Read her story: Meera Chandran: This woman quit TCS to fight invasive plant species & restore degraded forests of the Western Ghats
2. Apurva Bhandari, who has an MBA in Oil and Gas Management, worked as a consultant to several IT firms in India and abroad. But he felt he had a higher calling and quit his job to work for environmental conservation.
Now 44, he decided to set up SankalpTaru Foundation in 2012 to take forward his mission to increase global green cover. To engage people in his initiative to green the planet, Apurva used technology and made planting trees as simple as a tap on the mobile screen.
SankalpTaru has planted more than 3.5 million trees across India. The plantations have sequestered 1.5 million tonnes of carbon dioxide, generated 3 million tonnes of oxygen, and aided 30,000 farmers. This will also generate nearly Rs130 crores of revenue for the farmers and produce 50-kilo tonnes of fruits per season.
Here’s the full story: SankalpTaru: Planting 3.5 million trees, helping 30,000 farmers, one click at a time
3. Krishna Kumar Suresh founded Chennai-based NGO Thuvakkam (meaning ‘the beginning’ in Tamil). It is giving new lungs to one of the most polluted cities in India. Their work began in 2014 and, since then, Thuvakkam volunteers have planted more than 70,000 trees, working towards creating green spaces not only in Chennai but throughout Tamil Nadu.
Along with private entities, the NGO has created Miyawaki forests throughout Tamil Nadu.
Read the story: Growing green lungs: How Thuvakkam is creating urban forests in Tamil Nadu
4. Gaurav Gurjar: In western Rajasthan’s scorching arid landscape, a team of young men and women, led by Gaurav Gurjar, are attempting to protect the desert environment. Non-profit Maruvan has undertaken a project to conserve and revive the water bodies, local species of plants and traditional architecture techniques that have been used in the desert for thousands of years.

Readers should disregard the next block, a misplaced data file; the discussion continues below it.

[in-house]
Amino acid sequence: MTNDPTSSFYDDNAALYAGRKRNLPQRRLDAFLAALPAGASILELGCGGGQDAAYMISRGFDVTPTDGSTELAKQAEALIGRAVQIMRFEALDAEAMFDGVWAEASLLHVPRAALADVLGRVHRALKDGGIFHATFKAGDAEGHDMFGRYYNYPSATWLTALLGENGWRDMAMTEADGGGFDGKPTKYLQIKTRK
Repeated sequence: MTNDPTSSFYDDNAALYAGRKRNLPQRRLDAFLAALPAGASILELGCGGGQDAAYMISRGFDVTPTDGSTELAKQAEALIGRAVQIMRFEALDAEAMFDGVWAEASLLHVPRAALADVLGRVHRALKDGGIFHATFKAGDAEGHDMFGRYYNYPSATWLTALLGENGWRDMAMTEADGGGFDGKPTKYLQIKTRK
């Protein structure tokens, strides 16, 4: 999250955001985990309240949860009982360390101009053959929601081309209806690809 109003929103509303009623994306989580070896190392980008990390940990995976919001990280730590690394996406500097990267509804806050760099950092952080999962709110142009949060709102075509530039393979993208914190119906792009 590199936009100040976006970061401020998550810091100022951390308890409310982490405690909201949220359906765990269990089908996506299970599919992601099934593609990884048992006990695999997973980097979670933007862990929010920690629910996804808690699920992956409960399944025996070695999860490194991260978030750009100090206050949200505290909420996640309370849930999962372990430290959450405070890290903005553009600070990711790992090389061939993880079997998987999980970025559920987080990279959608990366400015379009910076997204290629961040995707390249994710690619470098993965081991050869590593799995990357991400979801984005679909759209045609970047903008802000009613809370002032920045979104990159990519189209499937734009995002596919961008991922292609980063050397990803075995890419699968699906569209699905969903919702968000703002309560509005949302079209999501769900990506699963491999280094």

When they started work, the Maruvan team scouted for seeds of native species that had almost died out. They collected the native seeds from sacred groves, wild patches and temples and developed seedlings with the help of local nurseries and planted them. Now the plants have grown and are producing more seeds.
Here’s the story: Return of the native: How Maruvan is restoring Rajasthan’s desert habitat
5. Professor Shyam Sundar Jyani from Rajasthan is on a green mission. Prof Jyani has been leading a green movement since 2006, planting over one million saplings in the desert landscape. His efforts have almost doubled the green cover in the arid Bikaner district.
For his pioneering work on familial forestry, Jyani was awarded the United Nations Land for Life Award for 2021.
Prof Jyani believes his efforts have been successful because he was able to inspire villagers to adopt the practice of ‘familial forestry’, which promotes treating plants as family members. He has linked 5 lakh families in 400 villages of the Bikaner division, which comprises four districts, with familial forestry.
More here: How a sociology professor is turning arid Rajasthan green